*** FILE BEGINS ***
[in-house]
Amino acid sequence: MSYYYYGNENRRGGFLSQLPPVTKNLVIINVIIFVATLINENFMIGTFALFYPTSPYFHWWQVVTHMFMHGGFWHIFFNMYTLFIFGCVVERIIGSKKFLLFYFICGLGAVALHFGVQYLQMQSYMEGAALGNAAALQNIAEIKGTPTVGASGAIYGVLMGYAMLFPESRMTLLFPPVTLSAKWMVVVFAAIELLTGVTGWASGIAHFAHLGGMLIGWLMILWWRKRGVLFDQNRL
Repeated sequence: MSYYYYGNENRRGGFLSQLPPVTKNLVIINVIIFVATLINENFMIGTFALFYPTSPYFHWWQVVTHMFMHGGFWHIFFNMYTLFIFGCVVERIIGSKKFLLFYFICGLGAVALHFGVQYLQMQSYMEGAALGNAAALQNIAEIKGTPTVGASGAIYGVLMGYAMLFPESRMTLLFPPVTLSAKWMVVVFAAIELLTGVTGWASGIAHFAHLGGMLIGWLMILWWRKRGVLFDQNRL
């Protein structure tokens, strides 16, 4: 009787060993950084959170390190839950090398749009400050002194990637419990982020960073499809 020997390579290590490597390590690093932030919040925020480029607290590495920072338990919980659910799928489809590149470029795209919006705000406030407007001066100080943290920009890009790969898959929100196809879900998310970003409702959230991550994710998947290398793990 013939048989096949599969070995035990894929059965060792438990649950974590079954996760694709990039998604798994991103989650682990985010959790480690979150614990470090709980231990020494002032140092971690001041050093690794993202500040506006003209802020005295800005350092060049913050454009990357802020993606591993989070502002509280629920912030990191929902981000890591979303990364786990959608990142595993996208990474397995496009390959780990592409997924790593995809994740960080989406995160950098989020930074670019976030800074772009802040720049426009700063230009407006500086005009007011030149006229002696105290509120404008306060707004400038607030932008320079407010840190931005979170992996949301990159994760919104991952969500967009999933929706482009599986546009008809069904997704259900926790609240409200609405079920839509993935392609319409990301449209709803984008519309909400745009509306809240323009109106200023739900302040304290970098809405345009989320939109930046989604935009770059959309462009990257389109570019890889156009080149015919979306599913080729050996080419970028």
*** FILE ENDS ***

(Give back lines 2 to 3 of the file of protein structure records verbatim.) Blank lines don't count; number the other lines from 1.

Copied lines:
Amino acid sequence: MSYYYYGNENRRGGFLSQLPPVTKNLVIINVIIFVATLINENFMIGTFALFYPTSPYFHWWQVVTHMFMHGGFWHIFFNMYTLFIFGCVVERIIGSKKFLLFYFICGLGAVALHFGVQYLQMQSYMEGAALGNAAALQNIAEIKGTPTVGASGAIYGVLMGYAMLFPESRMTLLFPPVTLSAKWMVVVFAAIELLTGVTGWASGIAHFAHLGGMLIGWLMILWWRKRGVLFDQNRL
Repeated sequence: MSYYYYGNENRRGGFLSQLPPVTKNLVIINVIIFVATLINENFMIGTFALFYPTSPYFHWWQVVTHMFMHGGFWHIFFNMYTLFIFGCVVERIIGSKKFLLFYFICGLGAVALHFGVQYLQMQSYMEGAALGNAAALQNIAEIKGTPTVGASGAIYGVLMGYAMLFPESRMTLLFPPVTLSAKWMVVVFAAIELLTGVTGWASGIAHFAHLGGMLIGWLMILWWRKRGVLFDQNRL